The USS Vermilion (AKA-107) was a Tolland-class attack cargo ship that served in the U.S. Navy for a little over 25 years.
The USS Vermilion (AKA-107) participated in many operations, with its duties mainly consisting of transporting troops, armament, and heavy equipment of any sort. The ship was also meant to assist other warships with gunfire in case of combat.
Technical Features of the USS Vermilion (AKA-107)
Class and type: Tolland-class attack cargo ship
Launch date: 12 December 1944
Commissioning date: 23 June 1945
Decommissioning date: 26 August 1949
Second commissioning: 16 October 1950
Second decommissioning: 13 April 1971
Displacement: 14,133 t
Length: 489 ft 2 in
Draft: 26 ft 4 in
Beam: 63 ft
Speed: 16.5 kts
Complement: 38 officers and 387 enlisted
Propulsion: one propeller, 6,000 shp
Capacity: 35 t
Fuel capacity: NSFO 10,425 bbls
Armament: one single 5-inch/38 cal dual purpose gun mount; four twin 40mm AA gun mounts; sixteen single 20mm AA gun mounts
History of the USS Vermilion (AKA-107)
The Vermilion was built by the North Carolina Shipbuilding Company in Wilmington, North Carolina, having as its sponsor Mrs. Rex Freeman. The commissioning of the vessel took place on 23 June 1945 with Captain F. B. Eggers in command. Shortly after the commissioning, the Vermilion was assigned to the Atlantic Fleet and began a period of training and shakedown that lasted for more than a year. In fact, until the 1950s, the ship continued to engage in exercises on the sea while completing standard operations alongside the Atlantic fleet.
The Vermilion was decommissioned on 26 August 1949, and it was docked at Orange, Texas, with the Reserve Fleet Group. However, with the start of the Korean War in 1950, the ship was commissioned yet again on 16 October 1950 with Captain A. Jackson in command. The curious fact is that even if the outbreak of the Korean War was the sole reason for the second commissioning of the Vermilion, the ship never once operated in the Far East.
In 1951, the Vermilion participated in Operation Blue Jay, which involved the construction of a new airbase that was initially kept secret from the public. The vessel shortly returned to its homeport in Norfolk on 29 August 1951 and continued its assignments with the Atlantic Fleet. As winter came, the Vermilion was sailing in the West Indies, but it was ordered back to Norfolk, and so it resumed its activities with the Atlantic Fleet on 2 February 1953.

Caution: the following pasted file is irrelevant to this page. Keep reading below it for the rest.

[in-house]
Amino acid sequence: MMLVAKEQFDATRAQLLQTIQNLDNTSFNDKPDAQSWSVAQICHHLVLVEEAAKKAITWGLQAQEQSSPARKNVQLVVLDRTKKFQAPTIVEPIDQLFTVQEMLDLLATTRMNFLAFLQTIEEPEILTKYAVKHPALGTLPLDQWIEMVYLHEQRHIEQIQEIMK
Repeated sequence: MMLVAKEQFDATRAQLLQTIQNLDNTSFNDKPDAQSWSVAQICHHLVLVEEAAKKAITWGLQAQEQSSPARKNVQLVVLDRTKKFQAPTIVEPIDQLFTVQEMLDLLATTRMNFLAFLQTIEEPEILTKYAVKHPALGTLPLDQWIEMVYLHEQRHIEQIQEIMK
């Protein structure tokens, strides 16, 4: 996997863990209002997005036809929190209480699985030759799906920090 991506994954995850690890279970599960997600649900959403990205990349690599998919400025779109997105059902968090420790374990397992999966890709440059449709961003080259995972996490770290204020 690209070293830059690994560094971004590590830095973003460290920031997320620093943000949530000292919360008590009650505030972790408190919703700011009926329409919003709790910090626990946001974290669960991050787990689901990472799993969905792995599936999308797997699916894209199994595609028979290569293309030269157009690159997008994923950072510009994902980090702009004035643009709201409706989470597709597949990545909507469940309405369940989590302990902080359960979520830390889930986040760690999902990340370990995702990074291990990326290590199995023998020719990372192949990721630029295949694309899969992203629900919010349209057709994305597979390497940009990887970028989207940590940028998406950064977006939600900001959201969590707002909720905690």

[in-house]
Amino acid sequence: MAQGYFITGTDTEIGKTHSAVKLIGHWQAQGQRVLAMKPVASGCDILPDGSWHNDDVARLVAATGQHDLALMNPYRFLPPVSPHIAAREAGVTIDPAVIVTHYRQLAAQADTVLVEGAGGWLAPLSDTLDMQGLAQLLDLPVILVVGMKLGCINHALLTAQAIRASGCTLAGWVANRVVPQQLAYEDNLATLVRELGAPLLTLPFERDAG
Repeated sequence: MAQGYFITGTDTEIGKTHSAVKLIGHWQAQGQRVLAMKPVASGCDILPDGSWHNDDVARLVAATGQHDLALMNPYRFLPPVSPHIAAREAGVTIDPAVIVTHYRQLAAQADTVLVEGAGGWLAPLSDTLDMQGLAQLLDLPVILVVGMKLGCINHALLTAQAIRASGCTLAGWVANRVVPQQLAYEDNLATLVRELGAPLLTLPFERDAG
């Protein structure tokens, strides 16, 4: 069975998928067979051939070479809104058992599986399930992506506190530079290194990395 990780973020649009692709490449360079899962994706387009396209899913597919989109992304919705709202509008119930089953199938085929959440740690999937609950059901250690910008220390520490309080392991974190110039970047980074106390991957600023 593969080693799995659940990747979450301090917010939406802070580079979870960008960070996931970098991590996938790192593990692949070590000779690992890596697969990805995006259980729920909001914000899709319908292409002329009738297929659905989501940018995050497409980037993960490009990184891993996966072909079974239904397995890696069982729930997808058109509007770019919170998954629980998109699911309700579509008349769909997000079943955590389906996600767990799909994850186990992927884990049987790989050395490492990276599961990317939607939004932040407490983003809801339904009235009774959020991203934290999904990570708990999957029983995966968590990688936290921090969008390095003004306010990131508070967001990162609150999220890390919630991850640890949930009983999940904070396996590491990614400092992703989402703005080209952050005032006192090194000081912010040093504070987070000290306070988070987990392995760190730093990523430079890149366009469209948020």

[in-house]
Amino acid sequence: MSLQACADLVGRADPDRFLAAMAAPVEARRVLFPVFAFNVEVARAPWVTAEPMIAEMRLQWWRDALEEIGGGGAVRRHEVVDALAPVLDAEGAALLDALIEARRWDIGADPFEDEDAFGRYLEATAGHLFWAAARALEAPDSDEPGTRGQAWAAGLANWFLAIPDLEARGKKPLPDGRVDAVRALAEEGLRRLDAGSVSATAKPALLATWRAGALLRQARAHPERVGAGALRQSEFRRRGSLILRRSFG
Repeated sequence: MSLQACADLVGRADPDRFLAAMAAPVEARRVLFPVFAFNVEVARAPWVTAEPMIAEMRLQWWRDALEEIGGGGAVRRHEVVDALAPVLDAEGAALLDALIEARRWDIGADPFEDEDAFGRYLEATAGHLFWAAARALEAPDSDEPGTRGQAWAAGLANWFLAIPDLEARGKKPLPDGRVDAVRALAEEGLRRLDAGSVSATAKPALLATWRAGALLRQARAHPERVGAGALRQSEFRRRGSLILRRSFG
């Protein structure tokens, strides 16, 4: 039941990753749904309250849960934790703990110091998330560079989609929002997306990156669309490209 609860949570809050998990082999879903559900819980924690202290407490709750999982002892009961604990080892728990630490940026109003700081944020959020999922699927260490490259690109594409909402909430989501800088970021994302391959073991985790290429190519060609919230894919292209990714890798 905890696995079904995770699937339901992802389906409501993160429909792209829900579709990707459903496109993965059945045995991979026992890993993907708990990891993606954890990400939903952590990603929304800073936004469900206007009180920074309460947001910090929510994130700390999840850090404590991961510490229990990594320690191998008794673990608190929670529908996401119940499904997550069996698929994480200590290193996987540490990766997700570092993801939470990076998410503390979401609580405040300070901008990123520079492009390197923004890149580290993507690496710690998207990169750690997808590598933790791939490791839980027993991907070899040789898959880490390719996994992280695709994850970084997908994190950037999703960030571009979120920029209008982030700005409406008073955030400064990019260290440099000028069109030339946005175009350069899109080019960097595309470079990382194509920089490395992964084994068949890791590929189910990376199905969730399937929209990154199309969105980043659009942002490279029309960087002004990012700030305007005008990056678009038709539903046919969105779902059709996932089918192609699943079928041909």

The Vermilion was engaged in training exercises taking place at Onslow Beach, North Carolina, but also in the area of the Caribbean. In the second half of the year 1958, the ship was deployed to the Mediterranean Sea, only returning to Norfolk and the Atlantic Fleet in December when the tasks in the Mediterranean were completed. In 1962, the Vermilion was off to the West Indies in order to help solidify the American naval quarantine of Cuba that occurred during the Cuban Missile Crisis. In May 1953, the ship was deployed in the Mediterranean with the 6th Fleet.
In January 1968, the Vermilion left Morehead City, North Carolina, and on 22 February 1969, the ship arrived in Buckner Bay, Okinawa, where it loaded Marine Air Control Squadron 8. The squadron was disembarked on 30 March back at Morehead City, and then the vessel continued its course to Norfolk, where it began a period of a six-month overhaul at Norfolk Naval Shipyard. Afterward, the vessel immediately rejoined the Atlantic Fleet. The second and final decommissioning occurred on 13 April 1971, and the ship was taken out of the Navy Registry on 1 January 1977. On 19 February 1988, the vessel became the possession of the South Carolina Department of Natural Resources, and on 24 August, it was sunk 46 miles off Georgetown, South Carolina, for it to be transformed into an artificial reef.
Asbestos Risks on the USS Vermilion (AKA-107)
Before the 1970s, all the ships in the U.S. Navy were made with large quantities of asbestos, which is a toxic fiber that, if inhaled or ingested, never leaves the body, causing severe inflammation that leads to terrible asbestos-related diseases, the worst of which is mesothelioma, a rare and grave form of cancer that leads to rapid death with few patients surviving more than 2 years after having been diagnosed.
Unknowingly, numerous people who served in the Navy were exposed to this damaging material for prolonged periods of time, with the consequence that entire generations were affected by the toxin. Special attention should be paid to boiler and engine rooms as they were almost entirely made of asbestos in an attempt to make them fire-proof.
Although known in the back of the day by several people in charge, the damaging effects caused by working in a medium in which there was a danger of breathing in asbestos was kept secret, and by the time it became public knowledge, the poisonous fiber was already irritating the lungs of thousands of oblivious people. If you know somebody suffering from a malignant asbestos-related disease, you should look up how they can legally recover damages.
Have You Been Exposed to Asbestos on the USS Vermilion (AKA-107)?
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